Photo by Jackie Brown.
On stage, Equals captures post-rock with a flawless touch of the anxiety that drives the genre’s brilliant despair—namely the inevitable crescendos and shifting melodies. Some think this type of music is formulated, often calling it “mathy.”
The strongest and most dynamic notion that the San Marcos, Texas, band creates is that—in comparison to most instrumental bands—they are not created equal.
During their performances, there is an unfaltering and passionate rhythmic beating from the percussionist and the confident strums of the guitarists, whose tools in the midst of passion begin to look like additional appendages. You see instruments at one with their musicians, musicians at one with the band and a band at one with their track. This is Equals, a spectacle to be observed and indulged through eyes and ears and soul.
The characteristics of instrumental post-rock revolve around being orchestral: The use of percussion and guitars to beat and cry like the sounds of symphonic strings. Post-rock orchestrations begin with pacifying chords that crescendo to violent guitar riffs and complex rhythms, then decrescendo to the original melody. Equals, however, is continuously complicated, yet still maintains control throughout each track. This particular characteristic marks Equals as a dark-horse in style and genre—almost leaving them difficult to categorize.
Equals seems to have a sort of phoenix-like origin, with its founders rising from the disbanded ashes of a group past. While studying at UTSA, Logan Wexler, (organ and synthesizer) and Simon McDonald (guitarist) met and joined the psychedelic blues band BB Aeroplane, but lost interest in constantly improvising. During December of 2008, Equals were Wexler, McDonald, Matt Toman (drums), Dylan Storey (guitarist), and Alex Guzman (bassist).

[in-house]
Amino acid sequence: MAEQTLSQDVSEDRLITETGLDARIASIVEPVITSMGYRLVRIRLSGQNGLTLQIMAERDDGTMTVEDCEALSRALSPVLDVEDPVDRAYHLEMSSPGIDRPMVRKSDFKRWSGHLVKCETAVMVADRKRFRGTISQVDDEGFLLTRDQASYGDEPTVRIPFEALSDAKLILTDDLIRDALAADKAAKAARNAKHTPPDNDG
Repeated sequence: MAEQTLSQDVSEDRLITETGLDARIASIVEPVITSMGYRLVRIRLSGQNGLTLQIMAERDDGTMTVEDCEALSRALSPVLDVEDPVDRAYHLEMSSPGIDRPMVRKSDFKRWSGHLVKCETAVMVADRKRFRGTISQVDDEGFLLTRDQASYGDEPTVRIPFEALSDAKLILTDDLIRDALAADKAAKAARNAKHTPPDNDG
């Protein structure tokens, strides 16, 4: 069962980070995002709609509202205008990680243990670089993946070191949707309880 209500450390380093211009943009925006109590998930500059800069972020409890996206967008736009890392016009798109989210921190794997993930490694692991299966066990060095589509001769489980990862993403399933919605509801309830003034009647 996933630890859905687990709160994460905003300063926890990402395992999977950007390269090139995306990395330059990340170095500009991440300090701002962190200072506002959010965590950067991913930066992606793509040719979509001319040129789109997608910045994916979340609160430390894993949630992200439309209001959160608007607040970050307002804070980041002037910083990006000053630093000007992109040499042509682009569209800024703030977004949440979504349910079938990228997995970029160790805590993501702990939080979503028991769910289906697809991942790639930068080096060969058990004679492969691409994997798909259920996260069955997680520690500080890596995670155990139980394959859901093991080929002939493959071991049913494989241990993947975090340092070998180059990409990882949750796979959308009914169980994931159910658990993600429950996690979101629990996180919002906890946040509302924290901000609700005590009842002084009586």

“We recorded a song all together in one night, unknowing if anything would come of it. It has been a long time. It is crazy to think about,” Toman said.
From then on, it has been a meticulous two-year process in creating their first, self-titled EP. The band’s first attempt at recording took place at OHM Studios in Austin, Texas. Their intent was to record the entire EP in a two-day period with all of the members recording at the same time.
“During the recording process, I really love to dissect every single part of each track. I like to study the tone, the timing—every little thing—and that did not happen while we were at OHM.” said Toman.
Unhappy with the product, the members of Equals scrapped all of the tracks except “Electric Blanket.” Despite their struggles, the band took the experience as an opportunity to learn about how they work best together.
“Now, we record each part individually and that is how we have done it every other time before and after that,” said Wexler.
The EP slowly took shape after recording the track “Table Monsters” in a studio at the University of Texas at San Antonio. The group continued to work out tracks “Salvo” and “Roadside” on their couch at home.
After finishing the EP, Bhore introduced Equals to Paper Thin Media founder Brett Cannon. The band began to work with Cannon, who helped them generate a buzz in the Austin and San Marcos music scene.
By Fall 2011, Equals had already quickly gained the interests of multiple media outlets such as the site Is This Revolutionary?, Austin Music Weekly, UWeekly, community radio station KOOP and The Austin Chronicle.
By the end of the year, Redesign Mag called Toman’s album art an “expression of the importance in dualities.”
The band revealed that they have a batch of songs to record for their next EP, which will also include Bhore. They also mentioned the likeliness of tour. The main question seems to be which to do first.
“We aren’t really sure of what we want to do first: record, tour, release; record, release, then tour. Tour then record. We want to find out what touring is like,” said Wexler.
In the slightly more distant future, the band also discussed their hope to work on a music video once presented with the opportunity.
“I feel like our music is the kind that lends itself to visual things very well, it helps people imagine things.” Wexler said. “If there is no one singing, there would be something really nice to watch. We worked really hard on the album, so we would like to find someone to help us with our video that is really good.”
Listen to the self-titled EP from Equals and download below.